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    Quote Originally Posted by mbhaub View Post
    Everything he wrote, that he didn't burn, seems perfect. There's not a wasted note, not a misstep anywhere. Every thing seems to be exactly right. The music has a deep sense of integrity, nobility, and honesty. He never went for cheap tricks. His compositional skills in harmony, counterpoint, voice leading, modulation are exemplary and at times awe inspiring. His orchestration may seem somewhat backwards by the standards of his time, but it is absolutely flawless. Not bad for a composer who never went to a conservatory and was essentially self-taught!

    For many decades a way of summing up the great composers was "Bach, Beethoven and Brahms". I don't listen to his music as often as I used to (or should!) but every time I do I am instantly reminded: this is what great music is all about. I don't like everything he wrote: the German Requiem I find tedious and dull, I can't stand the Tragic Overture. But those symphonies, the chamber music, the 2nd piano concerto...genius!
    What he said .

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    Senior Member Simplicissimus's Avatar
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    I’ve always loved Brahms and never had to struggle to find musical meanings in his works. As mentioned, his melodies and orchestration are so wonderful, with that distinctive interplay among the instruments. But what makes Brahms special for me is that his music is so memorable. With his four symphonies and two piano concerti, I can close my eyes and replay the music in my imagination. I don’t have an especially good musical mind or memory, yet these orchestral works have somehow made such deep impressions on me that I can actually play them back more or less in their entirety in my imagination. I definitely cannot do that with much other music. Just some Bach.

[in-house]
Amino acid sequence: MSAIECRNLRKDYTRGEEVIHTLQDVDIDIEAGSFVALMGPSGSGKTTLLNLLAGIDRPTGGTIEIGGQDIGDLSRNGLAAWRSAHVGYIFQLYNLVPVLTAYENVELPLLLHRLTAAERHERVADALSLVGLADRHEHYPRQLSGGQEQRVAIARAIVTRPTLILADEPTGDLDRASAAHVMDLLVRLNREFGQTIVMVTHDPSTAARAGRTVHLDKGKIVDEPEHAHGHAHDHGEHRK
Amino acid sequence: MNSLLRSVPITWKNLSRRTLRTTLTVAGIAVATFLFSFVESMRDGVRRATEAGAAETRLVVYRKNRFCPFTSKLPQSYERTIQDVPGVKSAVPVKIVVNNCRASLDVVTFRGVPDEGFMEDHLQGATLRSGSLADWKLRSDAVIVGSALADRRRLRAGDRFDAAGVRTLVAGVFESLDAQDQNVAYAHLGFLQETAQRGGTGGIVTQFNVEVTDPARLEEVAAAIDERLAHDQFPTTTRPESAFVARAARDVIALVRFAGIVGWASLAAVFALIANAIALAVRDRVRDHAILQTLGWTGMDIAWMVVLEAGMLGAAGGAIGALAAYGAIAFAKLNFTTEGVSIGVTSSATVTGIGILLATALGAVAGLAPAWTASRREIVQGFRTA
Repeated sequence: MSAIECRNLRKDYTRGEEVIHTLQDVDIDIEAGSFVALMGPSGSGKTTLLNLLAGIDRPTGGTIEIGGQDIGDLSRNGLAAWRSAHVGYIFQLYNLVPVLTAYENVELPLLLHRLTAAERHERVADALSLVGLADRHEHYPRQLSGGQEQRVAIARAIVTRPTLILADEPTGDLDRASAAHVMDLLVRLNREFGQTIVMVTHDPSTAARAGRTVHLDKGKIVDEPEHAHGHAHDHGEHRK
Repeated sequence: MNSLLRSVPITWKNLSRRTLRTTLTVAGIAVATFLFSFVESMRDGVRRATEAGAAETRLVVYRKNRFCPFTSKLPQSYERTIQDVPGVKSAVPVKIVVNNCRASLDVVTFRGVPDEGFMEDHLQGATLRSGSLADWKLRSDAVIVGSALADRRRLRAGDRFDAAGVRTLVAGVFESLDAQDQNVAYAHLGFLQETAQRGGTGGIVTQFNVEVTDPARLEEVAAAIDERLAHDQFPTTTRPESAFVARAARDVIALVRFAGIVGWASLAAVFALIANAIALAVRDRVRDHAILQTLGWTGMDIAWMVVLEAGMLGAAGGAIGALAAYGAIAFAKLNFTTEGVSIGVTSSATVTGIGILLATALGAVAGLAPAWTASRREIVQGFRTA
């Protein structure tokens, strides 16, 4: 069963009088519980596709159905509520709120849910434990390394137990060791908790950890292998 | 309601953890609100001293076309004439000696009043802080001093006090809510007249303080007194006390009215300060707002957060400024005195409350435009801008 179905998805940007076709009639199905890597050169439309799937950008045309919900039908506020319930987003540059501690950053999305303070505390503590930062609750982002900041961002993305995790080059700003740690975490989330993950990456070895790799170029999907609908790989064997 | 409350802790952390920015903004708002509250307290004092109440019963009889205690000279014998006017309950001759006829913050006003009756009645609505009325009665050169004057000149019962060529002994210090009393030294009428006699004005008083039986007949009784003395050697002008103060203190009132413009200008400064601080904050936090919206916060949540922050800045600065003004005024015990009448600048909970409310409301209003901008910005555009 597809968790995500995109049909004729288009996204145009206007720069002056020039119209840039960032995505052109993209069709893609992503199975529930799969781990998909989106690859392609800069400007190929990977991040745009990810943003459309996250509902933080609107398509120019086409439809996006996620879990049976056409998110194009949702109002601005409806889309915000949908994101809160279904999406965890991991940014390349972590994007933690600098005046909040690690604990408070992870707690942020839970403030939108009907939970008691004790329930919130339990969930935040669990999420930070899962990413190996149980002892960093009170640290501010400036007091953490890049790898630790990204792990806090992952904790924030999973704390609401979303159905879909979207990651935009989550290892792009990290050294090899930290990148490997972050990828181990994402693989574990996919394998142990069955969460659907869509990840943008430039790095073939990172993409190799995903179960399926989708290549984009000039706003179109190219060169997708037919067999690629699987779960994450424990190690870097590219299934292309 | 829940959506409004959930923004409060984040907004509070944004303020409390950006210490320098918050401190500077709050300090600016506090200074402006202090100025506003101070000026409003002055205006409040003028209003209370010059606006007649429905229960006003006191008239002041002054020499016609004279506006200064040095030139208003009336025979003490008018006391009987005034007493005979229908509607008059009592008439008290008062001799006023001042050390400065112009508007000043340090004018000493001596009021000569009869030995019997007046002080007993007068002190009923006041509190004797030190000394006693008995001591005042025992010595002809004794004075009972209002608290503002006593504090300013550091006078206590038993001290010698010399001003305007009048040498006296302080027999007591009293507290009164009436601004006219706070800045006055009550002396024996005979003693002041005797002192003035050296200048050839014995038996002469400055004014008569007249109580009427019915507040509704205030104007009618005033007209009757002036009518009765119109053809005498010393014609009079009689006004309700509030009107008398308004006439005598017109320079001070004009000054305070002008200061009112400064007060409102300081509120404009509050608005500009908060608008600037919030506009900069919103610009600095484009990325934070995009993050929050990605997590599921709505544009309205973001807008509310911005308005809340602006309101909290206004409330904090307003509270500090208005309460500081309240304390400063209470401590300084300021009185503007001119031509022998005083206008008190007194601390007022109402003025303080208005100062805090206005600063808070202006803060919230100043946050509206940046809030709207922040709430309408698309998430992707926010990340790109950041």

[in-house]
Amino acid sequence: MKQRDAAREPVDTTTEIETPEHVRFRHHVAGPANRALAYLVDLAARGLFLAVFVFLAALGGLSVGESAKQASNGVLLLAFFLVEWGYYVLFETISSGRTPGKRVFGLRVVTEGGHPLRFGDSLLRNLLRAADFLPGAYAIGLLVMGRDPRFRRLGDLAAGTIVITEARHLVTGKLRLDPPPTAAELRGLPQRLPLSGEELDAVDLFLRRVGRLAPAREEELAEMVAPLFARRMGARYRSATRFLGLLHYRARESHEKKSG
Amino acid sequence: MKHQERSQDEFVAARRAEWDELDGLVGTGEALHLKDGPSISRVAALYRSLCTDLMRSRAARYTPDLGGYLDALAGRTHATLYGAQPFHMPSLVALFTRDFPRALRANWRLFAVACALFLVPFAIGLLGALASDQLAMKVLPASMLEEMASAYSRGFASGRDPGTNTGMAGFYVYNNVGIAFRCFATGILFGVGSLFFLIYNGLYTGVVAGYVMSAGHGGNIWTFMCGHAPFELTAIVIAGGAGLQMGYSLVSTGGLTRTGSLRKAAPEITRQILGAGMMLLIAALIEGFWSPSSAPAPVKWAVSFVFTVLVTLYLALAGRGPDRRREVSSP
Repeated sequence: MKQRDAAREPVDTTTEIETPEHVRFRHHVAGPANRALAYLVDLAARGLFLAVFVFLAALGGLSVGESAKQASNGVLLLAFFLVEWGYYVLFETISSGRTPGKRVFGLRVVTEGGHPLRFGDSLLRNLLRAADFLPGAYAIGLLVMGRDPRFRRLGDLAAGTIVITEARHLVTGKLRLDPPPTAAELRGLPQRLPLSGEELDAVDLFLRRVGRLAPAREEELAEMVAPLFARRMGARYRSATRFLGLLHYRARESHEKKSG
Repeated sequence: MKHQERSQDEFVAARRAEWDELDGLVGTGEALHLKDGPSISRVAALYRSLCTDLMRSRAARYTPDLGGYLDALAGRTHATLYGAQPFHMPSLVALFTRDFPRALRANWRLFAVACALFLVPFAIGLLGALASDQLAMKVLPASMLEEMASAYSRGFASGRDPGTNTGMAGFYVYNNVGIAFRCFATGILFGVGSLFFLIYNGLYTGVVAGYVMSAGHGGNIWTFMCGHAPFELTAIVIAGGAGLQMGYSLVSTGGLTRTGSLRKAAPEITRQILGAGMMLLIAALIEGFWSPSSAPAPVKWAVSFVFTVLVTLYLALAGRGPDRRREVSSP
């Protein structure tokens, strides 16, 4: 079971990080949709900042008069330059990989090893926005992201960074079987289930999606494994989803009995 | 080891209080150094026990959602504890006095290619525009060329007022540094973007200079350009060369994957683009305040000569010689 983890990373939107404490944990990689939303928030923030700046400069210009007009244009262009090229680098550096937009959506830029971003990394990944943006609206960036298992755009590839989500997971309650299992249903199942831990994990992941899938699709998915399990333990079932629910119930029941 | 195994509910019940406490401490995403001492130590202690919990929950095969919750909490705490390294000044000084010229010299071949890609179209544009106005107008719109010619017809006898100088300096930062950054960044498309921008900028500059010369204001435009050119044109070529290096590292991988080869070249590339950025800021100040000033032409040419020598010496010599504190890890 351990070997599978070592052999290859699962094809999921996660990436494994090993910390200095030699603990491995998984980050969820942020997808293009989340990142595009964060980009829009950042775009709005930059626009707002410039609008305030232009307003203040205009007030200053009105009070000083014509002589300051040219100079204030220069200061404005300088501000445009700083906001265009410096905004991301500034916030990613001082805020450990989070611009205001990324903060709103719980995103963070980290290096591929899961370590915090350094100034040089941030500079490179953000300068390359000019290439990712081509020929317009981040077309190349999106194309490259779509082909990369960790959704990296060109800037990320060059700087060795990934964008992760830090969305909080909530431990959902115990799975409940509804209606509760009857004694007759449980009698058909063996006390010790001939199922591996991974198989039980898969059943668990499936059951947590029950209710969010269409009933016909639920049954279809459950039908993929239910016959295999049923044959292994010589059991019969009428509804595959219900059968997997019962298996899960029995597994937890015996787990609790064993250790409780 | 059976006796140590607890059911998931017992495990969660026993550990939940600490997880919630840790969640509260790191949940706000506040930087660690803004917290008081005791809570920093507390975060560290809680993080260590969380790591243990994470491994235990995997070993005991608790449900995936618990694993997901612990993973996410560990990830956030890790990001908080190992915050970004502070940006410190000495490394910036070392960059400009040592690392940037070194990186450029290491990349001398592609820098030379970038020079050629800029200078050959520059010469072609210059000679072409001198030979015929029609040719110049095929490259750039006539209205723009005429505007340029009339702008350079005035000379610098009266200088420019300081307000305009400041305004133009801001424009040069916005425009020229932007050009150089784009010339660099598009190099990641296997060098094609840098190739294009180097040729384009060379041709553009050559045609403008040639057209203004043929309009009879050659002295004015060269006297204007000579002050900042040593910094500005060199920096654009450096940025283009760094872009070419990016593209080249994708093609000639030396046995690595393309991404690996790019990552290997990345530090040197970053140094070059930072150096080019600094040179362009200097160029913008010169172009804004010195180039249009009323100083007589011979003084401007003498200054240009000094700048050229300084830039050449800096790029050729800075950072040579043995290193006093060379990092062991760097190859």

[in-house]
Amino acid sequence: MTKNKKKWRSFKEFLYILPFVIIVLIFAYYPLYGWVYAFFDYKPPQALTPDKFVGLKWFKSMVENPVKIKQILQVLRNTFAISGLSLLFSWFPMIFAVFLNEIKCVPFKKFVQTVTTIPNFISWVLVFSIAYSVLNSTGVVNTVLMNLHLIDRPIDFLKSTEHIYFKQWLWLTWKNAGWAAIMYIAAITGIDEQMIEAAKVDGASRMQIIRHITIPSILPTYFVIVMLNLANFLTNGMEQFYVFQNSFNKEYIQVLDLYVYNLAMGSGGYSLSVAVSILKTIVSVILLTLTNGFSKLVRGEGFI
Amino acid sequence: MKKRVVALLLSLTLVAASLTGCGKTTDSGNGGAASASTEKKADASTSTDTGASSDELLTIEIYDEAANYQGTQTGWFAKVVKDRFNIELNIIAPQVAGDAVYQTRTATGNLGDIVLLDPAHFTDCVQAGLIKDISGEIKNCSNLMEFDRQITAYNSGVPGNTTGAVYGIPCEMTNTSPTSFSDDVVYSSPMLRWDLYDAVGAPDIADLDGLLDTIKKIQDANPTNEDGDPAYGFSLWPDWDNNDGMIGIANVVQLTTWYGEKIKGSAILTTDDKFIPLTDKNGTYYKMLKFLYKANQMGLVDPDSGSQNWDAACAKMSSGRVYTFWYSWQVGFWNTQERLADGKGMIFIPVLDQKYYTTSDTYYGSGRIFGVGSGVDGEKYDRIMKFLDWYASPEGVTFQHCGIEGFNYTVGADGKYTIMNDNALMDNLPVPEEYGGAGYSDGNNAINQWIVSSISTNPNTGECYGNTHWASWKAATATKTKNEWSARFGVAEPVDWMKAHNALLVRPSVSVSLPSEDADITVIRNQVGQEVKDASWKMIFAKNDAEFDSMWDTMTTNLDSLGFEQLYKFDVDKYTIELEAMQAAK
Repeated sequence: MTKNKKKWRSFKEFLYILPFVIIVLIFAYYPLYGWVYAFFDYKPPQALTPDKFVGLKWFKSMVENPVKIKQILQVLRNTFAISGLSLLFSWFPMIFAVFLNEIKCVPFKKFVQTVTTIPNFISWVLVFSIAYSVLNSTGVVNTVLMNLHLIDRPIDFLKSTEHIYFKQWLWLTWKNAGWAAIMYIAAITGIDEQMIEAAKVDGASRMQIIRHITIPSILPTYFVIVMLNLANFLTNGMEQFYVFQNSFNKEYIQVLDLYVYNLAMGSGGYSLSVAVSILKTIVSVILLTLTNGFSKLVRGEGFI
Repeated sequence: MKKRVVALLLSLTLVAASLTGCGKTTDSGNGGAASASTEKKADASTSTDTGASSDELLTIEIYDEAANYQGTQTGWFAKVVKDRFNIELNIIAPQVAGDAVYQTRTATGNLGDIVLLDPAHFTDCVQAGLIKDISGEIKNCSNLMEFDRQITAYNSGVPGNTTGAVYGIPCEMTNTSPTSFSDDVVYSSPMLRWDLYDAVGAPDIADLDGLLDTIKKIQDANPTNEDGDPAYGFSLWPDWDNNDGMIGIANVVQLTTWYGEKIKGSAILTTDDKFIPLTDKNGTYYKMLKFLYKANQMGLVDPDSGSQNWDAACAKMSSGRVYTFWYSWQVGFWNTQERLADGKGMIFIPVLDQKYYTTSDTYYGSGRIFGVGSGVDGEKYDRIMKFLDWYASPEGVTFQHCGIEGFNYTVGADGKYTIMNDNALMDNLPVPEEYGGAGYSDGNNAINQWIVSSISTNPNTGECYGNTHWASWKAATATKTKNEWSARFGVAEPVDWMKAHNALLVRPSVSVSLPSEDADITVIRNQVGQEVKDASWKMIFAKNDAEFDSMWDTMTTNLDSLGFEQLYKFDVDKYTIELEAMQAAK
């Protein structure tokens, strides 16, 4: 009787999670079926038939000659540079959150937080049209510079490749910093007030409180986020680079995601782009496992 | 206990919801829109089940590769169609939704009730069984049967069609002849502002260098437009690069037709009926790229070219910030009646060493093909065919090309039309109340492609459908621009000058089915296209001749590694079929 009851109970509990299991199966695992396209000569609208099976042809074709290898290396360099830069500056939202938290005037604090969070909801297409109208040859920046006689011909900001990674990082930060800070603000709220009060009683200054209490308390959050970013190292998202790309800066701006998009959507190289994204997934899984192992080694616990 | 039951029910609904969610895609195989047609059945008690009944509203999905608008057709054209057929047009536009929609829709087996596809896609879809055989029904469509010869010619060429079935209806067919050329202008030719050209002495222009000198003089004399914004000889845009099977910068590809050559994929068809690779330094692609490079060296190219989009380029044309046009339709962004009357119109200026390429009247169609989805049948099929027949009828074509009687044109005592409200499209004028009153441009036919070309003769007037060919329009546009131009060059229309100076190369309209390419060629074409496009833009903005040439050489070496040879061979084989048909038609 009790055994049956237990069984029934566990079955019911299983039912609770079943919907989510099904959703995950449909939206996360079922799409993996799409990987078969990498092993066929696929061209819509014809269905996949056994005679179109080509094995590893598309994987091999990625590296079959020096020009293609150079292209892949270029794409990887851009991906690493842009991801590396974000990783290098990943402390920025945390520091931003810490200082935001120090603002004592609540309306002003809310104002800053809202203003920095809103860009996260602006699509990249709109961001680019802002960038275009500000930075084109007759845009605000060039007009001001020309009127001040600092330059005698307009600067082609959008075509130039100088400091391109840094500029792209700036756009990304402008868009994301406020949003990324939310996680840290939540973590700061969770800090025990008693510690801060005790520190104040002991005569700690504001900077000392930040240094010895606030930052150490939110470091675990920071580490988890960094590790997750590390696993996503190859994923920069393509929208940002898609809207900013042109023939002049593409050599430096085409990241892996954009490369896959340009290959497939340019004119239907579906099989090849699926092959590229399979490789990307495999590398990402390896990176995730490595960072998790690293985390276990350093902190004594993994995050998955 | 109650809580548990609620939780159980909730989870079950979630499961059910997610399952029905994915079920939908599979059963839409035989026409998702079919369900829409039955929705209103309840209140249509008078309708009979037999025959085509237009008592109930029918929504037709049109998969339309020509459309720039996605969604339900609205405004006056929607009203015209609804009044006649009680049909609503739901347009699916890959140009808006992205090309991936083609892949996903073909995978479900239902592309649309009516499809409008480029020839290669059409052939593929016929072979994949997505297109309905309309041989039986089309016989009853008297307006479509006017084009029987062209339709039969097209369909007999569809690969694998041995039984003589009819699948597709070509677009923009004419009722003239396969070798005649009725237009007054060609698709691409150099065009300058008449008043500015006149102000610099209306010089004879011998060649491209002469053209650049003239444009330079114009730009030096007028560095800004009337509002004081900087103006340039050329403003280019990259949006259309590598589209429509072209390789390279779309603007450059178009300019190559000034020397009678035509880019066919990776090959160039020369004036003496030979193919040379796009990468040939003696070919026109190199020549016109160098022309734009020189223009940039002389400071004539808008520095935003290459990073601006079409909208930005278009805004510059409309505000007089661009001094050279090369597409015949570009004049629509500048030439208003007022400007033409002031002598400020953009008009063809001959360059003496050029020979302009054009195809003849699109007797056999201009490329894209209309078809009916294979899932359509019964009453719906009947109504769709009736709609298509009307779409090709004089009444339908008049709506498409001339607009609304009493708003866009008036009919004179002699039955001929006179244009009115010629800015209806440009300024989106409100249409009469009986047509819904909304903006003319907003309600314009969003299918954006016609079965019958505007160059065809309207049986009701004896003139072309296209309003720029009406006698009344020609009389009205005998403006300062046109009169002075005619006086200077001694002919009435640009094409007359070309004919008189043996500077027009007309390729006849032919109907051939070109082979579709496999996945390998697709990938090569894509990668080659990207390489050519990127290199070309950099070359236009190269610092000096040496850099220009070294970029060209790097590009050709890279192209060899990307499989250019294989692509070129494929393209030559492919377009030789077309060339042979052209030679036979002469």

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    Brahms is single my favorite composer, perhaps tied with Bach. A lot of the major points that come to mind in terms of what makes him a great composer have already been mentioned, but I notice no one's really brought up his sense of rhythm. In my opinion this is one of the most striking and innovative features of his music. His use of syncopation and metric dissonance, his juxtaposition of melodic and harmonic rhythms, and the rhythmic interdependence of the voices in his contrapuntal writing give his music a fluid, protean and ultimately natural sense of time that somehow remains firm and grounded in a pervasive sense of structural integrity. Time is the essence of music, and Brahms understood it in such a beautiful and unique way.

    I'll mention one other thing for now (I could go on for ages) that relates more to why I personally love Brahms rather than the qualities which make him great. I find his compositional development fascinating: the exuberant, almost Schumann-esque Romanticism of his youth, the balance he struck between structure and expression in his middle years, and the profound, ripened wisdom of his late works. His oeuvre taken as a whole tells a beautiful and inspiring story, a story of passion, love, joy, sorrow, discovery, resignation, and acceptance. His biography may not be the most interesting of the great composers', but his musical odyssey speaks to me like no other.